Organizations should realize that good cybersecurity and privacy requires effort, and there are no magic solutions. It is a challenging area where perfection is impossible but continual improvement is required.

How can organizations do what is reasonable and diligent for cybersecurity and privacy?

Step one is to prevent a problem. Protect from becoming a cybercrime victim, prevent data breach, theft, ransomware, and more. Focus on this as the main goal, because avoiding a serious incident saves time, money, reputation, business, and stress. This is also an opportunity to improve efficiency.

Step two is to examine applicable laws and regulations. I call these "external rules" because they come from outside the organization and compliance is required.

Step three is reviewing organization internal rules — policies and procedures. Do they exist? Do they properly align with external rules? Are they based upon good guidance? Are they understandable, practical, and complied with by members of the organization? These internal rules are important to prevent problems, and to properly respond to incidents. They are also required by certain laws or regulations.

Internal policies are needed

Most organizations should probably have written policies covering three areas:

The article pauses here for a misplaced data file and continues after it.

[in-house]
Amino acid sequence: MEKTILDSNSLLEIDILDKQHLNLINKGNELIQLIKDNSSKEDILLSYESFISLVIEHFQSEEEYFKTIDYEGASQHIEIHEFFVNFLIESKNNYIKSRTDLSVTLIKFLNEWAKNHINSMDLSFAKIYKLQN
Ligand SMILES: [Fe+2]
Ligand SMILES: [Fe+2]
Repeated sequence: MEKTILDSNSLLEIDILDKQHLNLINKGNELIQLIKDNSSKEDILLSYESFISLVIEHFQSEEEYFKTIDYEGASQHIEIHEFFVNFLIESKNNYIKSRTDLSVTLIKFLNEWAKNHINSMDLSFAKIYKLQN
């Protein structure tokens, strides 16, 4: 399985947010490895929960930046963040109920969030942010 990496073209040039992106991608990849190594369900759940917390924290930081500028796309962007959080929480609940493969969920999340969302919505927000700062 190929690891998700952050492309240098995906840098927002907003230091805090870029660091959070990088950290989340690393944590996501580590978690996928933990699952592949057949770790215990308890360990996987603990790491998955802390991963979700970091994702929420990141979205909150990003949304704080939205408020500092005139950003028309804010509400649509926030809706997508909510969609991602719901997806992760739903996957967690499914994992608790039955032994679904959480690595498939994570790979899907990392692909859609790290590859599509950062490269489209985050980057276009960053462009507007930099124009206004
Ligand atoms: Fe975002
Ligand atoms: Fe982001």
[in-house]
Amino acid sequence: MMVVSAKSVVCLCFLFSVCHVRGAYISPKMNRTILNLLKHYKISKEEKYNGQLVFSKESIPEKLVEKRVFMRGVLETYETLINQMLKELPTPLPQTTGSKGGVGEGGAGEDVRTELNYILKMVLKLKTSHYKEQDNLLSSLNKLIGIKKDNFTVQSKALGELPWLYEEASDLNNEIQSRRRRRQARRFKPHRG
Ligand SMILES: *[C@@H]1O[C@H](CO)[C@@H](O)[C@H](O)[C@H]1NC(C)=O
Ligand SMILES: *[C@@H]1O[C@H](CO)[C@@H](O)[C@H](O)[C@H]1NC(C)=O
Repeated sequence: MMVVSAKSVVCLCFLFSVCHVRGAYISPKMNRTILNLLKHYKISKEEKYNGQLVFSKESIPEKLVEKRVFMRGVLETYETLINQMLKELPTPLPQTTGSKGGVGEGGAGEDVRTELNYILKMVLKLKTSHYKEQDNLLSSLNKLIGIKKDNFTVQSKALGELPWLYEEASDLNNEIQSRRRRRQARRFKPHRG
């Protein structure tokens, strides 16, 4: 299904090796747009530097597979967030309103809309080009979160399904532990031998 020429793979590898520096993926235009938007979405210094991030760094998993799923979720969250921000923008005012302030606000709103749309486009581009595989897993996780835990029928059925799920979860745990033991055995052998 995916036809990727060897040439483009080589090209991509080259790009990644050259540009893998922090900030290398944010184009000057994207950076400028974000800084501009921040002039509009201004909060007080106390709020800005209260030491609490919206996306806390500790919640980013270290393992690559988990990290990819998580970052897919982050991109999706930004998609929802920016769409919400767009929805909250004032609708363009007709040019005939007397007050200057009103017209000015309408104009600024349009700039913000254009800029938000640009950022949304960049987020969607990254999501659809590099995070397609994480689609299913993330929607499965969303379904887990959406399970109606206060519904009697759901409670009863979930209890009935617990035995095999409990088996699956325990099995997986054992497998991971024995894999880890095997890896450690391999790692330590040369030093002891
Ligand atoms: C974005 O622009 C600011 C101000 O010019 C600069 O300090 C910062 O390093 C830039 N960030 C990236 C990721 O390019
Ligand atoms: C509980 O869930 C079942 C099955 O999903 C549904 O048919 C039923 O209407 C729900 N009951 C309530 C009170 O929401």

• Cybersecurity (information security)
  • Incident response (including data breach reporting), and
  • Privacy.

All people in the organization should be trained on these governance documents, which should be reviewed and updated periodically.

Again these documents are an important mechanism towards preventing a problem and for good governance, they are never just for "show" (see my article Policies, Procedures, and Governance of an Organization).

Prevent a problem, but respond if it has occurred

If the problem has already occurred, it needs to be managed properly. A diligent investigation reveals the facts needed to properly make decisions, and the organization may need to make legally required notifications. The investigative process and the surrounding legal requirements are detailed in my second book, Cybercrime Investigations.

Next steps (and conclusion)

Individuals can take a look at my articles (including cybersecurity tips) and first book. My Four Pillars of Cybersecurity concept is helpful, check the privacy and security settings on your devices, applications, and cloud accounts. For email and important internet accounts use strong, unique passwords and enable two factor authentication. Verbally confirm all instructions regarding the transfer of funds. Some individuals should consider professional assistance.

Organizations should get started too, starting with the above, and developing a cybersecurity program. Professional assistance can help bring efficient and quality improvements.

This short article is designed to provide helpful introductory information, and (of course) is not legal or consulting advice, nor tailored to your circumstances.

Additional reading

Helpful short articles and pages related to this include:

This article is hosted at, copyright John Bandler, all rights reserved.

A copy of this article (though perhaps not kept as up to date) is available on Medium at

Posted 2/5/2020. Updated 5/30/2024.